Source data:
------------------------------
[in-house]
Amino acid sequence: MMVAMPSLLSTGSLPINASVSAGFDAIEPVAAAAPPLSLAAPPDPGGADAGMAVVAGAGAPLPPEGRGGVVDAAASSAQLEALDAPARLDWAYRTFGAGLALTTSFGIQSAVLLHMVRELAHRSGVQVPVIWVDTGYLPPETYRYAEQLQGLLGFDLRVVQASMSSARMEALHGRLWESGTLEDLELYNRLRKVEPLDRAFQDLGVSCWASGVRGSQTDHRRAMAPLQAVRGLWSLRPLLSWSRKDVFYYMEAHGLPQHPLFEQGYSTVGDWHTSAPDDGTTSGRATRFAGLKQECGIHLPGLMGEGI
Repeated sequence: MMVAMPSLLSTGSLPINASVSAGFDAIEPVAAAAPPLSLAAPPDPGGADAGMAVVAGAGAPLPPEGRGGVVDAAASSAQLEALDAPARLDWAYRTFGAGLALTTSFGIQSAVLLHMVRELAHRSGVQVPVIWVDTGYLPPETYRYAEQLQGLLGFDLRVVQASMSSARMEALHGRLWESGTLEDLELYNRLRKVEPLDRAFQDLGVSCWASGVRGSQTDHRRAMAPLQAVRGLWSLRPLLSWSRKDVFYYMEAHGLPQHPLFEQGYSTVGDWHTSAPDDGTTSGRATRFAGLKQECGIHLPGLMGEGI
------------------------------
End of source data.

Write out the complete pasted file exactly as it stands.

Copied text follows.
[in-house]
Amino acid sequence: MMVAMPSLLSTGSLPINASVSAGFDAIEPVAAAAPPLSLAAPPDPGGADAGMAVVAGAGAPLPPEGRGGVVDAAASSAQLEALDAPARLDWAYRTFGAGLALTTSFGIQSAVLLHMVRELAHRSGVQVPVIWVDTGYLPPETYRYAEQLQGLLGFDLRVVQASMSSARMEALHGRLWESGTLEDLELYNRLRKVEPLDRAFQDLGVSCWASGVRGSQTDHRRAMAPLQAVRGLWSLRPLLSWSRKDVFYYMEAHGLPQHPLFEQGYSTVGDWHTSAPDDGTTSGRATRFAGLKQECGIHLPGLMGEGI
Repeated sequence: MMVAMPSLLSTGSLPINASVSAGFDAIEPVAAAAPPLSLAAPPDPGGADAGMAVVAGAGAPLPPEGRGGVVDAAASSAQLEALDAPARLDWAYRTFGAGLALTTSFGIQSAVLLHMVRELAHRSGVQVPVIWVDTGYLPPETYRYAEQLQGLLGFDLRVVQASMSSARMEALHGRLWESGTLEDLELYNRLRKVEPLDRAFQDLGVSCWASGVRGSQTDHRRAMAPLQAVRGLWSLRPLLSWSRKDVFYYMEAHGLPQHPLFEQGYSTVGDWHTSAPDDGTTSGRATRFAGLKQECGIHLPGLMGEGI